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to the doctrine of .Roman law that “spontaneous services” in- the/protection of lives and property should be rewarded. But that doctrine has not found-a place in English law except, as part of the maritime law administered in the court of admiralty. Thus services on land, say in rescuing lives or houses or goods from fire, do not entitle the person rendering those services to reward, unless he has acted under some contract or employment. But at sea the right to reward springs from the service itself if it has-been rendered to a ship, or her passengers, crew or cargo, or toiproperty which has been thrown or washed out of her. And-such a service entitles to salvage though the ship may be in harbour, or within a river, or even in a dock. This connexion of the lives or property with a shipvseems essential. The right does not arise upon saving goods which have got adrift in river or harbour, even if they have been washed out to sea, nor upon saving property of other kinds which may be in peril on the sea or on the seashore. Thus a claim to reward for saving a gasbuoy or beacon, which had broken from its moorings in the Upper Humber, and was aground on the Lincolnshire coast, was disallowed by the House of Lords, affirming the court of appeal, in the case of the gas-float “Whitton N 0. a, ” 1897, A.C. 337-

The dennite right to salvage for saving lives from ships is the creation of modern statutes. Formerly the Admiralty judges treated the. fact that liyes had been saved as enhancing the merit of a salvage of property by the same salvors, where the two. could be connected; and so indirectly gave life salvage. And this is still the position in cases where the Merchant Shipping Act of I8Q4 does not apply. This act (§ 544) applies to all cases in which the “services are rendered wholly or in part -within British waters in saving lifefrom any British or foreign vessel, or elsewhere in saving life. from any British vessel.” Also (§ 545) it can be applied, by Order in Council, to life salvage from ships of any foreign country whose government “is willing that salvage should be awarded by 'British courts for services rendered in saving life from ships' belonging to that country where the ship is beyond the limits of British jurisdiction.” By section 544 the life salvage is made payable “ by the owner of the vessel, cargo or apparel- saved ”; and is to be paid in priority to all other claims for salvage. Where the value of the vessel, cargo and apparel saved is insufficient to pay the life salvage, the Board of Trade may in their discretion make up the deficiency, in whole or in part, out of the Mercantile Marine Fund. The effect of the act is to impose a common responsibility upon the owners of ship and cargo to the extent of their property saved. Whatever is saved becomes a fund out of which life salvors may be rewarded, and to which they are entitled in priority to other salvors. In the case of the, cargo ex “Schiller” (1877, 2 P.D. 145) salvage was allowed out of specie raised by divers from the sunken wreck, to persons who had saved some of the passengers and- crew(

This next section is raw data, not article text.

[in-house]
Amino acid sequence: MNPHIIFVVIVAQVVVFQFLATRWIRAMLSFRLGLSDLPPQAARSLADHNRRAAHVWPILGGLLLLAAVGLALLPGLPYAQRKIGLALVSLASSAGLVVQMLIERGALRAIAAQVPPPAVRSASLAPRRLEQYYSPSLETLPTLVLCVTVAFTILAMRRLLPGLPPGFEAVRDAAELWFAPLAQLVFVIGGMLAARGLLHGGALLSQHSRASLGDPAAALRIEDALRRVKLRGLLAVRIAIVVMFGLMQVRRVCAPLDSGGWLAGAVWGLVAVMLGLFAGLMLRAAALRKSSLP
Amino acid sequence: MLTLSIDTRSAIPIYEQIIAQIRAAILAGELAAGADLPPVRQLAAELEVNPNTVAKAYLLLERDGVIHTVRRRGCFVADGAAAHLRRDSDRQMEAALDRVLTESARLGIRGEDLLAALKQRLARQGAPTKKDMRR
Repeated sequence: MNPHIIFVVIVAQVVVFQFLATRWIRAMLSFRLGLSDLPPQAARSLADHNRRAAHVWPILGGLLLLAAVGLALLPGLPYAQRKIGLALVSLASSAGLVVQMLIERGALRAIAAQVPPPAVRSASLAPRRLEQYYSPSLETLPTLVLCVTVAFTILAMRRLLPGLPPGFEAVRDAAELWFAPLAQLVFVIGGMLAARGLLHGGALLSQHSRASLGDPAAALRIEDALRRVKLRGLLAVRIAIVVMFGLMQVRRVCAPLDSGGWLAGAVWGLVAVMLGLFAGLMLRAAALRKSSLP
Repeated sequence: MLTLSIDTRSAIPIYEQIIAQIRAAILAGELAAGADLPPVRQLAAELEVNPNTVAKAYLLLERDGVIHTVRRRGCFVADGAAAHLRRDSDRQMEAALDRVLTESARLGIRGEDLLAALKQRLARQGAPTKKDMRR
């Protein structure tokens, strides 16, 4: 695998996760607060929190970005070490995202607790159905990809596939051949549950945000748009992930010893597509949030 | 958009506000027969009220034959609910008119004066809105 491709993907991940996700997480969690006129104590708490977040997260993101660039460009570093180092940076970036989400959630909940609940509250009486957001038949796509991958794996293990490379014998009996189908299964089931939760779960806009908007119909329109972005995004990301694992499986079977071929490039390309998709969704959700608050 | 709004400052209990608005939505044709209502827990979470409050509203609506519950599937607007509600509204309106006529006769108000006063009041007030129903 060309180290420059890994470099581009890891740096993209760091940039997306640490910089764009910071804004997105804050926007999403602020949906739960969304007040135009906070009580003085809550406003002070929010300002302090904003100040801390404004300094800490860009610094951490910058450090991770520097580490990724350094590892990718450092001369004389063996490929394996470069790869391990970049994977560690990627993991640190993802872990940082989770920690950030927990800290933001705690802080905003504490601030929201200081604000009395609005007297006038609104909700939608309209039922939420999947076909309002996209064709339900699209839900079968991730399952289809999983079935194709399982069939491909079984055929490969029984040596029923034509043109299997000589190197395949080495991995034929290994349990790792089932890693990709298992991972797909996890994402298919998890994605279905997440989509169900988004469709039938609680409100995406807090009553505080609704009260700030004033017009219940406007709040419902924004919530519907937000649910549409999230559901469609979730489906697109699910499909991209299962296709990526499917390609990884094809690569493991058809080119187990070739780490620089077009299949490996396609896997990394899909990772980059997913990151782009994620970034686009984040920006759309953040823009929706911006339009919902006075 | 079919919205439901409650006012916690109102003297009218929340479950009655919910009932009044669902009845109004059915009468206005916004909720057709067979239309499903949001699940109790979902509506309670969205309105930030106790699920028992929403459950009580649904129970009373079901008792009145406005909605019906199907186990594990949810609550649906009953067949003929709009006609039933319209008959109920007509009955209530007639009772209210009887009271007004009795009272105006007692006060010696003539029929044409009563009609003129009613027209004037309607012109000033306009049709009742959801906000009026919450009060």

This limitation of liability to the amount of the property salved is also true with regard to salvage of property. The ordinary remedy of the salvor is against the property itself; by proceedings in ram, to enforce the maritime lien given him by the law upon that property.; ' This enables him to arrest the property, if within the jurisdiction, into whose hands soever it may have come; and, if necessary, to obtain a sale, and payment of his claim out of the proceeds. The salvor has also a remedy in personam, used only in exceptional cases, against the owners” or others interested in the property saved (Five steel barges, 1 5 P.D. 142); but it seems certain that that depends upon property having been saved, and having come to the owner's hands; and that the amount which can be awarded is limited by the value of that property.

An essential condition is that the lives or property saved must have been in danger-either in immediate peril, or in a position of “difficulty and reasonable apprehension.” Danger to the salvor is'not essential, though it enhances his claim to reward; .but to constitute a salvage service there mustfhave been danger .to the thing' salved. Again, the service must have helped usefully towards savingr the lives or property. Ineffectual Q